This RAIN Group article was originally published on the ATD Blog.
I always considered myself a productive person. I work quickly, type fast, and get a lot accomplished. Or so I thought.
One day, I came across a time-management book that talked about "time boxing." With time boxing, you assign a fixed amount of time to a specific activity. The idea is to work on the task and stop when you reach the time limit.
Since this strategy reduces distractions by forcing you to concentrate on one task—and one task only—for a set amount of time, I decided to give it a try. I set a timer for 50 minutes like the book suggested and got started.
The first time, I was three minutes in and opened a web browser to read the latest stories on the Celtics blog. I closed the window and went back to work. Minutes later, I was checking email. Four minutes after, a colleague came into my office to chat.
Until I focused on really working for a dedicated interval of time on one task, I never realized how distracted I was. Every few minutes, something else was vying for my attention—email, text messages, phone calls, co-workers, meetings, the list goes on. It's no wonder worker productivity is suffering.
After a few sessions, I could get 10, 15, or 20 minutes along, but I'd still break down because 50 minutes was too long. Then I discovered other time-boxing advice that recommended putting the timer on for 25 minutes. So, I did.
I got in the zone and was plugging away when, "Ding!" The timer went off and I lost my focus.
I decided it was time to forget about other people's systems and change a few things. I started with these two rules:
- Instead of having the timer count down, I had it count up.
- I targeted 20 minutes minimum, but told myself I didn't have to stop at a set time.
Why count up? Then the timer wouldn't ding and distract me!
Why 20 minutes? Research shows it takes about 20 minutes to get into the zone, or achieve flow, on any given activity.
With these changes, I gave myself the chance to get in the zone and achieve total focus, and I wouldn't be knocked out of the zone once I got there until I was ready to take a break.
And so the concept and rules of TIME Sprinting were born.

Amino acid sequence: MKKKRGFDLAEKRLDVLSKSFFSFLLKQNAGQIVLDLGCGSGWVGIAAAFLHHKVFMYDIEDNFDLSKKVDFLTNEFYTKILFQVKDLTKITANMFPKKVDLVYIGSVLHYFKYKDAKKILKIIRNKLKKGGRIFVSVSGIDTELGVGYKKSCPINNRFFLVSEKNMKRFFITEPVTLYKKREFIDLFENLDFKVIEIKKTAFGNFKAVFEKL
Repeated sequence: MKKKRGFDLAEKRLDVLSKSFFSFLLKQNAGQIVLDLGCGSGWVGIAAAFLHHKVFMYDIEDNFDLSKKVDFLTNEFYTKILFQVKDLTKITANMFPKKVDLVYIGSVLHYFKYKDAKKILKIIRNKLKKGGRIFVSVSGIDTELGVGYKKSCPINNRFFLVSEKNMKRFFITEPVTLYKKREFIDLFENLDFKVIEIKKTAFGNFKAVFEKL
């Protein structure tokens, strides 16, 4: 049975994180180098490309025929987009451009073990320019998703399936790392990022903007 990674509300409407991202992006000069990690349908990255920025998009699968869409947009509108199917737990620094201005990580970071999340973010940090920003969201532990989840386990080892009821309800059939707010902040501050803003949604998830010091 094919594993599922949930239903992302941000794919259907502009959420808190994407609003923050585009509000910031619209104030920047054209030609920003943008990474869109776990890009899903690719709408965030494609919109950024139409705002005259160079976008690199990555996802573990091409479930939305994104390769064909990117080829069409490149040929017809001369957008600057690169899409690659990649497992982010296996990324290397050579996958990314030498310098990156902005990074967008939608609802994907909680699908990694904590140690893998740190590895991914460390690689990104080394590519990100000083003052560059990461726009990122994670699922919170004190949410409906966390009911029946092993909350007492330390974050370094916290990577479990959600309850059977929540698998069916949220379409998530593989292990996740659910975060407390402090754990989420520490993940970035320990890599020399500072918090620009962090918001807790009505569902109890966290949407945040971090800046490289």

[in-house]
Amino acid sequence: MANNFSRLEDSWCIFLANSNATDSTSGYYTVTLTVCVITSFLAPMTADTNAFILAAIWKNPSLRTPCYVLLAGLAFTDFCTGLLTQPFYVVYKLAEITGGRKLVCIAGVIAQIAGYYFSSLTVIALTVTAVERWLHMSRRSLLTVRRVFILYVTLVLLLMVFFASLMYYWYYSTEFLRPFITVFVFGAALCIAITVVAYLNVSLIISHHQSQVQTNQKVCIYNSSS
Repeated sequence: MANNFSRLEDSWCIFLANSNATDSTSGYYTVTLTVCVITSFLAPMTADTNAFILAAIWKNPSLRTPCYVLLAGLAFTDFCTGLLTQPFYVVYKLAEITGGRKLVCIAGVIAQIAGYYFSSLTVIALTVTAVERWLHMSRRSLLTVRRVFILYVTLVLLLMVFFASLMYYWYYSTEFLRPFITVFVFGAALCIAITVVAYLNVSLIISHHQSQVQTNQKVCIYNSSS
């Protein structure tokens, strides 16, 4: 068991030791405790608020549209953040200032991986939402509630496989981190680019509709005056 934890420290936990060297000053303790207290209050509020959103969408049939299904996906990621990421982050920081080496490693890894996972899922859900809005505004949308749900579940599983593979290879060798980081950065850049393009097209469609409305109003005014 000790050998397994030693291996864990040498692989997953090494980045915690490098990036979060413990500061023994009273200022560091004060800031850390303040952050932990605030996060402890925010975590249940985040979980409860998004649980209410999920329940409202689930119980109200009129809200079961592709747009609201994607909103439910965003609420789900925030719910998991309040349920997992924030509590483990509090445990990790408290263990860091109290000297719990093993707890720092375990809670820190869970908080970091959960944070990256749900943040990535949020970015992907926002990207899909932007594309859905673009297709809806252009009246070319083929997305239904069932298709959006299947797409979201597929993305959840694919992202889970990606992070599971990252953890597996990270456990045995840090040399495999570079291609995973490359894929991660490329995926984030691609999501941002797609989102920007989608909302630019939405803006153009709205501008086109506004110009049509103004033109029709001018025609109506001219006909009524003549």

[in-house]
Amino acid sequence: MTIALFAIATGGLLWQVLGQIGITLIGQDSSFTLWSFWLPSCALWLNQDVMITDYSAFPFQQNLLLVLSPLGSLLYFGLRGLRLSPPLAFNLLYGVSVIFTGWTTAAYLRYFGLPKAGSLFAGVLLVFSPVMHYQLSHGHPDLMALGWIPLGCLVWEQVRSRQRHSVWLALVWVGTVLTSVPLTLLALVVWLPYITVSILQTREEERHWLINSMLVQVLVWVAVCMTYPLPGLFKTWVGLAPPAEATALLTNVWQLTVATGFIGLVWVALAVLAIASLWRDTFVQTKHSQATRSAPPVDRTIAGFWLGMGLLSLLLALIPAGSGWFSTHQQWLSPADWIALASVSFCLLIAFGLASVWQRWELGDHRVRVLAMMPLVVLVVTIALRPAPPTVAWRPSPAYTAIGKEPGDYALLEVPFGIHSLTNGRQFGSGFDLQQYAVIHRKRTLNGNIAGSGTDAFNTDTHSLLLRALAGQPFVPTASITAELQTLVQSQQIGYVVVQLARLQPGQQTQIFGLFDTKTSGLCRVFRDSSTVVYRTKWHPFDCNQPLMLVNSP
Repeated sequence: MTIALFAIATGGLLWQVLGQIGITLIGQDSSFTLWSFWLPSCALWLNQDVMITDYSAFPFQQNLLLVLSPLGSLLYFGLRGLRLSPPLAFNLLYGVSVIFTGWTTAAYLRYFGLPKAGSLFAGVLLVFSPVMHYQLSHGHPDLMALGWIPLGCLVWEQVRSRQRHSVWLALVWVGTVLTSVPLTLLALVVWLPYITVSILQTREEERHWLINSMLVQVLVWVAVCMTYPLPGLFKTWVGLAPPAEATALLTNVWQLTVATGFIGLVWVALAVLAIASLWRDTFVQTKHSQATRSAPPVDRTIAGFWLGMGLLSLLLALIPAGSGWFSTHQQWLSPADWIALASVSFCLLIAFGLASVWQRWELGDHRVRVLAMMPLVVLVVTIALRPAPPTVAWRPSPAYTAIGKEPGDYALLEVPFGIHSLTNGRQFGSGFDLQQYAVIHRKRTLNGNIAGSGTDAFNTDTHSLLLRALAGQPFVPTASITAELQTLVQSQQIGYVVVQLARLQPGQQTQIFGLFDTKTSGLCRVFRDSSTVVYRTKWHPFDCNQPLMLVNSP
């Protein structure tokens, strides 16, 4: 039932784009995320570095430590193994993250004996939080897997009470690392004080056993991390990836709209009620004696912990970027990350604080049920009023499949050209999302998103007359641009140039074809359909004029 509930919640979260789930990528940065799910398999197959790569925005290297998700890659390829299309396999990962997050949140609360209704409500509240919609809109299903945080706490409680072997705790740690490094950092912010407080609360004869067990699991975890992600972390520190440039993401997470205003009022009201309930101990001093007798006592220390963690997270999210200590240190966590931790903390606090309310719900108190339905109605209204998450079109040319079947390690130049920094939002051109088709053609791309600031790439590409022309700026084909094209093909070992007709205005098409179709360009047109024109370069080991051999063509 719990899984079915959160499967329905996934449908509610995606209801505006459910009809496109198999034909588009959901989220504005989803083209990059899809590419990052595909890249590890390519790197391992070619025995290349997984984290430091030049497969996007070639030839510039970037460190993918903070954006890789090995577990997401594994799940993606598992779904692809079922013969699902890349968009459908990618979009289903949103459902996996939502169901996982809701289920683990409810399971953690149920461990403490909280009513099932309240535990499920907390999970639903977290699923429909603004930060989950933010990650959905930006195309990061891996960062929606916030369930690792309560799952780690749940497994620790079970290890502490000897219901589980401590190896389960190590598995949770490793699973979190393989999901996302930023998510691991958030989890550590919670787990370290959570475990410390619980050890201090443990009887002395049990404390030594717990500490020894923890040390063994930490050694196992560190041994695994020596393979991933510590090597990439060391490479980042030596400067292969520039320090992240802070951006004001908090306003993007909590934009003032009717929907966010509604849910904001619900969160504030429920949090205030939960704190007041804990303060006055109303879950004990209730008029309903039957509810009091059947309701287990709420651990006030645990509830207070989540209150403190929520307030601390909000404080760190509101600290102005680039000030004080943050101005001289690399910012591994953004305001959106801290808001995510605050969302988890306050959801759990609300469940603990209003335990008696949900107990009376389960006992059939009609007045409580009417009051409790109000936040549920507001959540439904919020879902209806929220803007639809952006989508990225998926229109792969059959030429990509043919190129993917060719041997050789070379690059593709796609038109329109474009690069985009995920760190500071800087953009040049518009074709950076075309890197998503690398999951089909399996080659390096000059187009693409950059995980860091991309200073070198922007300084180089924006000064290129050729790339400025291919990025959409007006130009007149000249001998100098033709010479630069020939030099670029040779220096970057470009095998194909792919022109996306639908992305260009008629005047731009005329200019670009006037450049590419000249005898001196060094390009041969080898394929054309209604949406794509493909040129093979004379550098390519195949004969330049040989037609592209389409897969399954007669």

Sprint Into The Zone
Time boxing works exceptionally well. That's why it was incorporated into Habit #7 in The 9 Habits of Extreme Productivity: Sprint Into the Zone.
The zone (which I mentioned above) is the mental state where a person performing an activity is fully immersed in a feeling of energized focus, full involvement, and enjoyment in the process of the activity. When you're in the zone:
- Time feels suspended—you barely notice it passing, and yet it's really flying.
- You feel extreme focus.
- You aren't just happy, you feel euphoric just by focusing on and working on the task.
- You achieve exceptional clarity, feeling full confidence the activity is doable.
- You feel rewarded simply by engaging in the activity.
When you're in the zone, by definition, you're getting a lot done.
If you want to get there, Sprint. TIME Sprinting is a form of time boxing, or focusing obsessively on one planned activity. The rules for TIME Sprinting are:
- Sprint: Work on a planned task for 20 minutes minimum with a visual timer on and counting up.
- Relay: Perform four TIME Sprints in a row with up to six-minute breaks in between. Each four-sprint-in-a-row sequence is a Relay.
- Extend: You can extend a TIME Sprint up to 90 minutes, but no more. At 90, take a break.
- Focus: If you feel a distraction, don't task switch. Write it down, keep Sprinting.
- Track: Record your Sprints and Relays. Track a Sprint for every 20 minutes (for example, if you extend a Sprint and go 40 minutes, it's two Sprints).
It's important to use a visual timer when Sprinting. It will help you stay on task and focused. There are a number of apps and websites with visual timers to choose from. I often use ATracker for iPhone.
When you feel a distraction coming on while Sprinting (and you will!), write it down so you don't forget it, and then return to Sprinting. Once you write it down, it relieves the mental tax of trying to remember it while you're Sprinting. Don't task or media switch. Stay on target.
It's that simple.
Sprinting has made a huge difference for me and it can for you, too. In fact, I was able to write this article in less than one Sprint.
If you want to be more productive in the time you have and experience the euphoric feeling of working in the zone and being Extremely Productive, Sprint Into the Zone.